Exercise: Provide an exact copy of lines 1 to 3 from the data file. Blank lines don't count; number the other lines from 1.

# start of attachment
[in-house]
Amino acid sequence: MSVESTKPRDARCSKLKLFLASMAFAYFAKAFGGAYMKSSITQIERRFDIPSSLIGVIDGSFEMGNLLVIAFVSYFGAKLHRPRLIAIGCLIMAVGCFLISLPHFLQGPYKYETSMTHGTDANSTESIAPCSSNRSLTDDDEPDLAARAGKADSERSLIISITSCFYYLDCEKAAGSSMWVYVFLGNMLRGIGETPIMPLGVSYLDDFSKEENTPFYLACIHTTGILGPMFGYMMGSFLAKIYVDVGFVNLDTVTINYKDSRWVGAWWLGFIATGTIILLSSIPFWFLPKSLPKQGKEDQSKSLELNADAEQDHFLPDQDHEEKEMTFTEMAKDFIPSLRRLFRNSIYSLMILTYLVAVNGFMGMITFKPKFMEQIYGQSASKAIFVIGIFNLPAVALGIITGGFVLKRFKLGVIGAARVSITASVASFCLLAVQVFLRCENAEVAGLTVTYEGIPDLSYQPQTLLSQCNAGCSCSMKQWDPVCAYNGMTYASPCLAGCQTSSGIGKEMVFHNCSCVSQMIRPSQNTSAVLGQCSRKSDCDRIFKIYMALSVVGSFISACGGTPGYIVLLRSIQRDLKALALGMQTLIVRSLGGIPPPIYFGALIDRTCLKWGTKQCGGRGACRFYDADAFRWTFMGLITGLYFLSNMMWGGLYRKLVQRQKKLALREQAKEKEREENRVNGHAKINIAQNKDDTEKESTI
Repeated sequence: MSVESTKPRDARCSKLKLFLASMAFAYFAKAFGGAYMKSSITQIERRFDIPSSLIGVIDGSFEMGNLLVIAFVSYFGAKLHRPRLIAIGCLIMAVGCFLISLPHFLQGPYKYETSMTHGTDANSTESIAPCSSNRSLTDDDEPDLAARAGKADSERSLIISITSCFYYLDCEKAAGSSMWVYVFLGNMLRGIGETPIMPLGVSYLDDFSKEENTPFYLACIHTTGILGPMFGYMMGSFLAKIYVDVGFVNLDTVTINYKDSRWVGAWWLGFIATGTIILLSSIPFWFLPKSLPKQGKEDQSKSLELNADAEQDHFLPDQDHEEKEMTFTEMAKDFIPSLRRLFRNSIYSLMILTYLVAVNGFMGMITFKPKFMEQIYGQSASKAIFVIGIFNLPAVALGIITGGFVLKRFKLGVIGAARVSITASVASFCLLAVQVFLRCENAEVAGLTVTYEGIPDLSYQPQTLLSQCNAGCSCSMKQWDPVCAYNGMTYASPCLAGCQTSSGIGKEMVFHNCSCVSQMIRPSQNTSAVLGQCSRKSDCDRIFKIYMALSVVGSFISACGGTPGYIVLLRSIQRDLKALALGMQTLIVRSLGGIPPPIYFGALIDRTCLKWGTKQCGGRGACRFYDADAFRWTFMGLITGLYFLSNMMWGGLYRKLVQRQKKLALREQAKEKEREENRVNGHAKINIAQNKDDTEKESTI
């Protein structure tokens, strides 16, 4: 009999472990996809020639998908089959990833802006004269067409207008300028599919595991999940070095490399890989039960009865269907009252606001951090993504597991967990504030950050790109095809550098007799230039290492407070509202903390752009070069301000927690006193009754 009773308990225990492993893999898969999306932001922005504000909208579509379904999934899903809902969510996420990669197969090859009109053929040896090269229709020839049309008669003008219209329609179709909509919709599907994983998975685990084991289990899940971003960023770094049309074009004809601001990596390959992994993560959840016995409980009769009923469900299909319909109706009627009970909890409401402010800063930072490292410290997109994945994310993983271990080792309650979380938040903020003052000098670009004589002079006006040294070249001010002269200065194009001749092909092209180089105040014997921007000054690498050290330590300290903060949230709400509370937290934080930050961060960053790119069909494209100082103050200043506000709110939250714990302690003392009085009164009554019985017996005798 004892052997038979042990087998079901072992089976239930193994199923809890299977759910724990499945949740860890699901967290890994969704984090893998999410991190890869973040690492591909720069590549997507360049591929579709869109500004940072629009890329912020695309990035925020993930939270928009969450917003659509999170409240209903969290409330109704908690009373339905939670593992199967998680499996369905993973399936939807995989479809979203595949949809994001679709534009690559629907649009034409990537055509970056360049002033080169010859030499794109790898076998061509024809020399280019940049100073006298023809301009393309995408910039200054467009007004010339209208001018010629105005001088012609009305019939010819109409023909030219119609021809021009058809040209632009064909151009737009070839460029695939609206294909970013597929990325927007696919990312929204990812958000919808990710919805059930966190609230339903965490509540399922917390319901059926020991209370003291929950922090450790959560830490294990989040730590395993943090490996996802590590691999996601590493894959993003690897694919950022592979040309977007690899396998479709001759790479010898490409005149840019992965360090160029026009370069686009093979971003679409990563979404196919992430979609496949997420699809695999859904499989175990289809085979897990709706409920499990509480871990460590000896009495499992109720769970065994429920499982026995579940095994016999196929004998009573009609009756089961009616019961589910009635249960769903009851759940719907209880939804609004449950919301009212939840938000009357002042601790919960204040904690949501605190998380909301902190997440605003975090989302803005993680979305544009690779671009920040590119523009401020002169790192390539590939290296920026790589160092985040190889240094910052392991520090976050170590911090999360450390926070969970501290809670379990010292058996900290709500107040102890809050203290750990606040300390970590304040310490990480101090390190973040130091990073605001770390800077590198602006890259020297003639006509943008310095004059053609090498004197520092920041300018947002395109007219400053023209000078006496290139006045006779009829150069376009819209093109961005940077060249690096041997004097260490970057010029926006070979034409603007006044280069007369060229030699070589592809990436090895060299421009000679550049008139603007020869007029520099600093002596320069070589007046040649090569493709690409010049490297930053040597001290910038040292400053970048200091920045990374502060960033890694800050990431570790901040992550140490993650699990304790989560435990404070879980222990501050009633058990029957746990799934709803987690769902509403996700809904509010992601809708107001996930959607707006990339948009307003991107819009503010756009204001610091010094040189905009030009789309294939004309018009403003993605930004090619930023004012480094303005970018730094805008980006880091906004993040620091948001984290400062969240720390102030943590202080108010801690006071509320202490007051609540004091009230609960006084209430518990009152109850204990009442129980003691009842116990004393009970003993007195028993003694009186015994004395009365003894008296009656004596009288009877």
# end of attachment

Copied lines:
[in-house]
Amino acid sequence: MSVESTKPRDARCSKLKLFLASMAFAYFAKAFGGAYMKSSITQIERRFDIPSSLIGVIDGSFEMGNLLVIAFVSYFGAKLHRPRLIAIGCLIMAVGCFLISLPHFLQGPYKYETSMTHGTDANSTESIAPCSSNRSLTDDDEPDLAARAGKADSERSLIISITSCFYYLDCEKAAGSSMWVYVFLGNMLRGIGETPIMPLGVSYLDDFSKEENTPFYLACIHTTGILGPMFGYMMGSFLAKIYVDVGFVNLDTVTINYKDSRWVGAWWLGFIATGTIILLSSIPFWFLPKSLPKQGKEDQSKSLELNADAEQDHFLPDQDHEEKEMTFTEMAKDFIPSLRRLFRNSIYSLMILTYLVAVNGFMGMITFKPKFMEQIYGQSASKAIFVIGIFNLPAVALGIITGGFVLKRFKLGVIGAARVSITASVASFCLLAVQVFLRCENAEVAGLTVTYEGIPDLSYQPQTLLSQCNAGCSCSMKQWDPVCAYNGMTYASPCLAGCQTSSGIGKEMVFHNCSCVSQMIRPSQNTSAVLGQCSRKSDCDRIFKIYMALSVVGSFISACGGTPGYIVLLRSIQRDLKALALGMQTLIVRSLGGIPPPIYFGALIDRTCLKWGTKQCGGRGACRFYDADAFRWTFMGLITGLYFLSNMMWGGLYRKLVQRQKKLALREQAKEKEREENRVNGHAKINIAQNKDDTEKESTI
Repeated sequence: MSVESTKPRDARCSKLKLFLASMAFAYFAKAFGGAYMKSSITQIERRFDIPSSLIGVIDGSFEMGNLLVIAFVSYFGAKLHRPRLIAIGCLIMAVGCFLISLPHFLQGPYKYETSMTHGTDANSTESIAPCSSNRSLTDDDEPDLAARAGKADSERSLIISITSCFYYLDCEKAAGSSMWVYVFLGNMLRGIGETPIMPLGVSYLDDFSKEENTPFYLACIHTTGILGPMFGYMMGSFLAKIYVDVGFVNLDTVTINYKDSRWVGAWWLGFIATGTIILLSSIPFWFLPKSLPKQGKEDQSKSLELNADAEQDHFLPDQDHEEKEMTFTEMAKDFIPSLRRLFRNSIYSLMILTYLVAVNGFMGMITFKPKFMEQIYGQSASKAIFVIGIFNLPAVALGIITGGFVLKRFKLGVIGAARVSITASVASFCLLAVQVFLRCENAEVAGLTVTYEGIPDLSYQPQTLLSQCNAGCSCSMKQWDPVCAYNGMTYASPCLAGCQTSSGIGKEMVFHNCSCVSQMIRPSQNTSAVLGQCSRKSDCDRIFKIYMALSVVGSFISACGGTPGYIVLLRSIQRDLKALALGMQTLIVRSLGGIPPPIYFGALIDRTCLKWGTKQCGGRGACRFYDADAFRWTFMGLITGLYFLSNMMWGGLYRKLVQRQKKLALREQAKEKEREENRVNGHAKINIAQNKDDTEKESTI